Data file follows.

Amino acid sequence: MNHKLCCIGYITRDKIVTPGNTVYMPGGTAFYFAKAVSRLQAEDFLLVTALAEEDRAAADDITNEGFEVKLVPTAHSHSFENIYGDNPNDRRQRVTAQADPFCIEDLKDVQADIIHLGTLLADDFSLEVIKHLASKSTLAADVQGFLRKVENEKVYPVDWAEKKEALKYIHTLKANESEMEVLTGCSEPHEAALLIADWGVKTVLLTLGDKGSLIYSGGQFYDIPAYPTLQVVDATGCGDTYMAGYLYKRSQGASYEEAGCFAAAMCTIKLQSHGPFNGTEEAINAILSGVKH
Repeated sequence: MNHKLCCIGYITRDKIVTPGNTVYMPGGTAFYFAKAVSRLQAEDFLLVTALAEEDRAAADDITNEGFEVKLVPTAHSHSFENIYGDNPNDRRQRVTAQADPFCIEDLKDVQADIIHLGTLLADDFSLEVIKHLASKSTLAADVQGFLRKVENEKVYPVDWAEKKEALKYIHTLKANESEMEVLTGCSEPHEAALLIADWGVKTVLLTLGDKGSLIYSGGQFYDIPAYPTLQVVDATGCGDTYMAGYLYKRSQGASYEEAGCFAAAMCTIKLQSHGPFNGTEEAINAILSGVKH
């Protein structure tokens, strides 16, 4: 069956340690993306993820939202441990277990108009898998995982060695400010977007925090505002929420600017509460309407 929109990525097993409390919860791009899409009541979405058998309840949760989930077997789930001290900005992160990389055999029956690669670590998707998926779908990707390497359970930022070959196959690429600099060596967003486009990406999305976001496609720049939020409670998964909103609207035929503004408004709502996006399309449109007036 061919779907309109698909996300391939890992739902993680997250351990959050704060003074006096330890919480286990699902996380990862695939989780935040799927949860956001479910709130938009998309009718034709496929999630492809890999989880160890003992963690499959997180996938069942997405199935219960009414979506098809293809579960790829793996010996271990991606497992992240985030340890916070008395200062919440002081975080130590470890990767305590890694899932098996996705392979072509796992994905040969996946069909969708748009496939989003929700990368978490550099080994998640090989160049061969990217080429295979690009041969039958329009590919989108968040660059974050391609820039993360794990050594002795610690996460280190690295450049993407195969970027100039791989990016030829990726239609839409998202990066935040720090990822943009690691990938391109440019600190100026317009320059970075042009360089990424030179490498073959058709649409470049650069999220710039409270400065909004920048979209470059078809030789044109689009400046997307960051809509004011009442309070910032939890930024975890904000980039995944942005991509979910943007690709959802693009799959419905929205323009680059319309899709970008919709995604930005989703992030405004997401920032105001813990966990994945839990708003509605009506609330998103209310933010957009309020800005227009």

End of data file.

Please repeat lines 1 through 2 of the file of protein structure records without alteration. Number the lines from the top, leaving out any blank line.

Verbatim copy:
Amino acid sequence: MNHKLCCIGYITRDKIVTPGNTVYMPGGTAFYFAKAVSRLQAEDFLLVTALAEEDRAAADDITNEGFEVKLVPTAHSHSFENIYGDNPNDRRQRVTAQADPFCIEDLKDVQADIIHLGTLLADDFSLEVIKHLASKSTLAADVQGFLRKVENEKVYPVDWAEKKEALKYIHTLKANESEMEVLTGCSEPHEAALLIADWGVKTVLLTLGDKGSLIYSGGQFYDIPAYPTLQVVDATGCGDTYMAGYLYKRSQGASYEEAGCFAAAMCTIKLQSHGPFNGTEEAINAILSGVKH
Repeated sequence: MNHKLCCIGYITRDKIVTPGNTVYMPGGTAFYFAKAVSRLQAEDFLLVTALAEEDRAAADDITNEGFEVKLVPTAHSHSFENIYGDNPNDRRQRVTAQADPFCIEDLKDVQADIIHLGTLLADDFSLEVIKHLASKSTLAADVQGFLRKVENEKVYPVDWAEKKEALKYIHTLKANESEMEVLTGCSEPHEAALLIADWGVKTVLLTLGDKGSLIYSGGQFYDIPAYPTLQVVDATGCGDTYMAGYLYKRSQGASYEEAGCFAAAMCTIKLQSHGPFNGTEEAINAILSGVKH